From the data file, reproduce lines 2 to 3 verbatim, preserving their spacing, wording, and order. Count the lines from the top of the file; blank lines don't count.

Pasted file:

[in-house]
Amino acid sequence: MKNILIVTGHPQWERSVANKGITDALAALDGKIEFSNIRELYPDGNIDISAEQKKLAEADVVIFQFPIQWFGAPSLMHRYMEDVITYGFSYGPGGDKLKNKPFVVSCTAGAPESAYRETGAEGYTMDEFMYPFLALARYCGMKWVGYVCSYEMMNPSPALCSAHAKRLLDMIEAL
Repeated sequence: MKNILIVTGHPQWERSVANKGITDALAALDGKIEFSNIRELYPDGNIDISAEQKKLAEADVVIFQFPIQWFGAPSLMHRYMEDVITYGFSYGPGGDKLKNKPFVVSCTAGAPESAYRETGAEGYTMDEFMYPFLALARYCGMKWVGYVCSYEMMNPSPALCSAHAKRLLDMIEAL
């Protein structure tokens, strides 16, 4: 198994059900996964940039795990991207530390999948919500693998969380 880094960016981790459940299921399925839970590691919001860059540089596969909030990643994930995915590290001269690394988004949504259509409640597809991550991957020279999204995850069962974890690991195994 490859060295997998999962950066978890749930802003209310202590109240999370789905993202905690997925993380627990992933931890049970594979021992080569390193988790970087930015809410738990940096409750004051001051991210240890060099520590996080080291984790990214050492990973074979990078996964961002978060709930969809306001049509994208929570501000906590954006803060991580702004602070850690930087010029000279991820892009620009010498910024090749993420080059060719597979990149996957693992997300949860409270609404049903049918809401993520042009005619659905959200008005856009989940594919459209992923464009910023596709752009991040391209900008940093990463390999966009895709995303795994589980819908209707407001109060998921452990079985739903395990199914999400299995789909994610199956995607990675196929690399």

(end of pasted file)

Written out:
Amino acid sequence: MKNILIVTGHPQWERSVANKGITDALAALDGKIEFSNIRELYPDGNIDISAEQKKLAEADVVIFQFPIQWFGAPSLMHRYMEDVITYGFSYGPGGDKLKNKPFVVSCTAGAPESAYRETGAEGYTMDEFMYPFLALARYCGMKWVGYVCSYEMMNPSPALCSAHAKRLLDMIEAL
Repeated sequence: MKNILIVTGHPQWERSVANKGITDALAALDGKIEFSNIRELYPDGNIDISAEQKKLAEADVVIFQFPIQWFGAPSLMHRYMEDVITYGFSYGPGGDKLKNKPFVVSCTAGAPESAYRETGAEGYTMDEFMYPFLALARYCGMKWVGYVCSYEMMNPSPALCSAHAKRLLDMIEAL